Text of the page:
Letters - November 1, 2018

Let's also remember the conflict animals

Thursday, 1st November 2018, 9:54 am
Updated Thursday, 1st November 2018, 10:58 am

This November marks 100 years since the end of the First World War.

On this anniversary, it’s so important that we remember the people and animals that lost their lives during this terrible conflict.

More than 16 million horses, donkeys and other animals were made to serve during the war - transporting everything from ammunition and messages to food rations and supplies. They hauled guns and pulled ambulances, while cavalry horses often led the charge on the front line.

Sign up to our daily newsletter

The i newsletter cut through the noise

They faced unimaginable horrors – and, tragically, nine million of these animals were killed.

As we stop to remember those who suffered and died a century ago, we must also not forget that animals continue to be innocent victims in brutal conflicts across the world today.

In recent years, SPANA has worked in war zones - from Kosovo and Iraq to Afghanistan - to provide urgent veterinary treatment to animals in severe distress.

As we commemorate Armistice Day, it is a sad reality that this appalling suffering is not a distant memory, consigned to history. But while there are animals in desperate need, during times of war and peace, it is vital that help is on hand for them.

Geoffrey Dennis

SPANA (the Society for the 
Protection of Animals Abroad)


Is this the best they can come up with?

Well, the residents of planet Earth have had a final warning.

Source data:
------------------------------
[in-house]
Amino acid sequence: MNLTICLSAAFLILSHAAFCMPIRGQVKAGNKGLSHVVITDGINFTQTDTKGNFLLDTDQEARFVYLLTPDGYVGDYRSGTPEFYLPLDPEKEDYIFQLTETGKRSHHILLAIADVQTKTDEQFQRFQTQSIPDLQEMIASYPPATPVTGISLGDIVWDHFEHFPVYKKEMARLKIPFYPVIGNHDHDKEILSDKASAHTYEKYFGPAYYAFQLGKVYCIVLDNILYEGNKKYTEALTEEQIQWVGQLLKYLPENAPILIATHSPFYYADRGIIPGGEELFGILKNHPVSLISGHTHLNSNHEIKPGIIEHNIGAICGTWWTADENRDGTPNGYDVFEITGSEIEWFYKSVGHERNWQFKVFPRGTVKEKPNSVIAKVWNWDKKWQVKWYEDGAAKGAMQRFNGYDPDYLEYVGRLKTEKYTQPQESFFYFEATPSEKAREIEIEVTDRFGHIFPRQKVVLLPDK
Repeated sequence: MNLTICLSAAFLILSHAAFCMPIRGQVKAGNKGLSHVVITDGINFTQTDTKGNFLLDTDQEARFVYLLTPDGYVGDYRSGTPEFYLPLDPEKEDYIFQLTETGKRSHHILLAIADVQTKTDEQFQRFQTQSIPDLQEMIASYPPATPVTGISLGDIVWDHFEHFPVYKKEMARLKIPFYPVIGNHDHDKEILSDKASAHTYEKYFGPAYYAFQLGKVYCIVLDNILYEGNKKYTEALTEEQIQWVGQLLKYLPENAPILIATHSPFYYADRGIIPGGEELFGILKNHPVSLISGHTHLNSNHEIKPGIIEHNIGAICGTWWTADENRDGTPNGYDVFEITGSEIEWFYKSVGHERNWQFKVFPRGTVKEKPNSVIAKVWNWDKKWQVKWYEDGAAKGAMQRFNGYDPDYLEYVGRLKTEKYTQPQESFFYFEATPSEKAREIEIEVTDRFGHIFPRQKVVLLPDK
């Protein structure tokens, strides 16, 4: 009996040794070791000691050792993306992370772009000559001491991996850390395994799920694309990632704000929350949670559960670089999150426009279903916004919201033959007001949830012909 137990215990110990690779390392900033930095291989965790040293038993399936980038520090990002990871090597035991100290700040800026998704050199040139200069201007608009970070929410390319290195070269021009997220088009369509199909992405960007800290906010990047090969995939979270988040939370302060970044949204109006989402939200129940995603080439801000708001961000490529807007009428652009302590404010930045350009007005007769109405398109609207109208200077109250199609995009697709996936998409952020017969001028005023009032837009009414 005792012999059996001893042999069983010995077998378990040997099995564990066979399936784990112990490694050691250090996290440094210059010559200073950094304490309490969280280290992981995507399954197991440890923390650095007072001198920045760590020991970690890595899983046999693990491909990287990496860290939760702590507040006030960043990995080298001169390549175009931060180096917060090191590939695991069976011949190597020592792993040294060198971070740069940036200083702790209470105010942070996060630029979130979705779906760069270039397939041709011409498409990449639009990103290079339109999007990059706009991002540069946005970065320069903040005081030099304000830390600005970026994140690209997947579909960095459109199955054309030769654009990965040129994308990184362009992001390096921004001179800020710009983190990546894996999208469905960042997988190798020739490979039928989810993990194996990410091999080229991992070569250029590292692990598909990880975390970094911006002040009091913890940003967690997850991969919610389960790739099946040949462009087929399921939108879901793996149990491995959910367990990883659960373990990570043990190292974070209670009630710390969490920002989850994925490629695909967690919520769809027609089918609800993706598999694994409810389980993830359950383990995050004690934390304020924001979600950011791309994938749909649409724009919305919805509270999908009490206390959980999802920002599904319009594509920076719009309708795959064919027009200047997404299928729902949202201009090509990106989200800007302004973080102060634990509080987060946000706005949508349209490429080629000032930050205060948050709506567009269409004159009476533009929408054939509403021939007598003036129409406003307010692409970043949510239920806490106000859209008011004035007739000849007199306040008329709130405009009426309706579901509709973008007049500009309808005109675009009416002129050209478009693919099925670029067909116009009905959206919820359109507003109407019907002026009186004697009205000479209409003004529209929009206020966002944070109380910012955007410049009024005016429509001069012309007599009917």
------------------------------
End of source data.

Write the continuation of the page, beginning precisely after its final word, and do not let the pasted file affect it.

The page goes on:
Not from me but all the scientists who have been observing the ever increasing change in the climate, and it is in their opinion man-made.

And if we don’t do something soon to try to reverse it, our children’s futures are at stake.

I’m astounded the press and the television networks haven’t given this warning the headlines it deserves.

Theresa May outlined in her manifesto what the Government’s intentions were towards climate change and how important it was to her personally.

But just like everything she proposes, I’m afraid they are just empty words and failed promises.

The new Environment Secretary Michael Gove said that, by 2025, he will have banned cotton buds, and new home owners will be allowed to take home reusable items from council dumps.

Well, float my boat. The planet is dying and this is the best they can come up with.

In 2015, this Government cancelled new onshore wind projects, scrapped zero and carbon homes policy,

In 2016, it ended support for new solar energy projects.

In 2017, it sold off the green investment bank, and this year forced fracking on local communities, that has already caused minor earthquakes in Lancashire.

The Government has also recently cancelled all incentives to get people to buy electric cars.

This is the real green Tories.

Let’s get rid of them before they get rid of our planet.

Ged Taylor

via email


More weapons do not make us safer

A further £1bn for the armed forces will not make Britain any safer.

Philip Hammond has announced that the extra funding allocated to the Ministry of Defence would contribute to the Trident nuclear weapons as a deterrent, that allows us to sleep easy in our beds.

If Trident is scrapped the funding saved could employ 150,000 new nurses and build 120 state-of-the-art hospitals and 650,000 new homes.

The money would be better spent tackling the root causes of insecurity such as poverty, climate change and the imbalances of power. After the disasters of Iraq, Afghanistan and Libya, it is extremely naïve to suggest that more weapons will make us safer.

They make the world less safe.

The government’s ability to kill billions of people at the touch of a button does not make any of us sleep easily.

There is something grotesque about an attitude that regards the presence of weapons of mass destruction as a reason to feel relaxed.

They only encourage the governments of more and more countries to develop similar weapons, while diverting vital resources from real needs.